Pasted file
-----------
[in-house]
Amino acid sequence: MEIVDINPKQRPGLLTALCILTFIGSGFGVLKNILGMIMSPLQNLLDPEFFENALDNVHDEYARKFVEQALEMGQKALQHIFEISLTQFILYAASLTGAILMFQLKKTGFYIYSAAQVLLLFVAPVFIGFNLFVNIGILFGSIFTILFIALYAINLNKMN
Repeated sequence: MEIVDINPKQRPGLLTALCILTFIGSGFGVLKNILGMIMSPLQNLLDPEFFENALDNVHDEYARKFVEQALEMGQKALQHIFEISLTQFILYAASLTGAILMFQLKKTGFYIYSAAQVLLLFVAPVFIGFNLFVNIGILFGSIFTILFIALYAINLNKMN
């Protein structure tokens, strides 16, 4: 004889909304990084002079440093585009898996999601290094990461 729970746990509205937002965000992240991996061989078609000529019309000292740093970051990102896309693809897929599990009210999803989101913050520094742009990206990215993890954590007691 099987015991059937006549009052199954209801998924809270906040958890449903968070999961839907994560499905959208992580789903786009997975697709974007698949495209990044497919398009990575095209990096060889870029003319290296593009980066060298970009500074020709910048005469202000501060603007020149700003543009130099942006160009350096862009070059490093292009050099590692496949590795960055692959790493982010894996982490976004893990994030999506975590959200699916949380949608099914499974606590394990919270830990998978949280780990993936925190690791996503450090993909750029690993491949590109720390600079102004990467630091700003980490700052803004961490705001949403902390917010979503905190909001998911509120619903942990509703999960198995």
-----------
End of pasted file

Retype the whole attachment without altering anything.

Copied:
[in-house]
Amino acid sequence: MEIVDINPKQRPGLLTALCILTFIGSGFGVLKNILGMIMSPLQNLLDPEFFENALDNVHDEYARKFVEQALEMGQKALQHIFEISLTQFILYAASLTGAILMFQLKKTGFYIYSAAQVLLLFVAPVFIGFNLFVNIGILFGSIFTILFIALYAINLNKMN
Repeated sequence: MEIVDINPKQRPGLLTALCILTFIGSGFGVLKNILGMIMSPLQNLLDPEFFENALDNVHDEYARKFVEQALEMGQKALQHIFEISLTQFILYAASLTGAILMFQLKKTGFYIYSAAQVLLLFVAPVFIGFNLFVNIGILFGSIFTILFIALYAINLNKMN
């Protein structure tokens, strides 16, 4: 004889909304990084002079440093585009898996999601290094990461 729970746990509205937002965000992240991996061989078609000529019309000292740093970051990102896309693809897929599990009210999803989101913050520094742009990206990215993890954590007691 099987015991059937006549009052199954209801998924809270906040958890449903968070999961839907994560499905959208992580789903786009997975697709974007698949495209990044497919398009990575095209990096060889870029003319290296593009980066060298970009500074020709910048005469202000501060603007020149700003543009130099942006160009350096862009070059490093292009050099590692496949590795960055692959790493982010894996982490976004893990994030999506975590959200699916949380949608099914499974606590394990919270830990998978949280780990993936925190690791996503450090993909750029690993491949590109720390600079102004990467630091700003980490700052803004961490705001949403902390917010979503905190909001998911509120619903942990509703999960198995």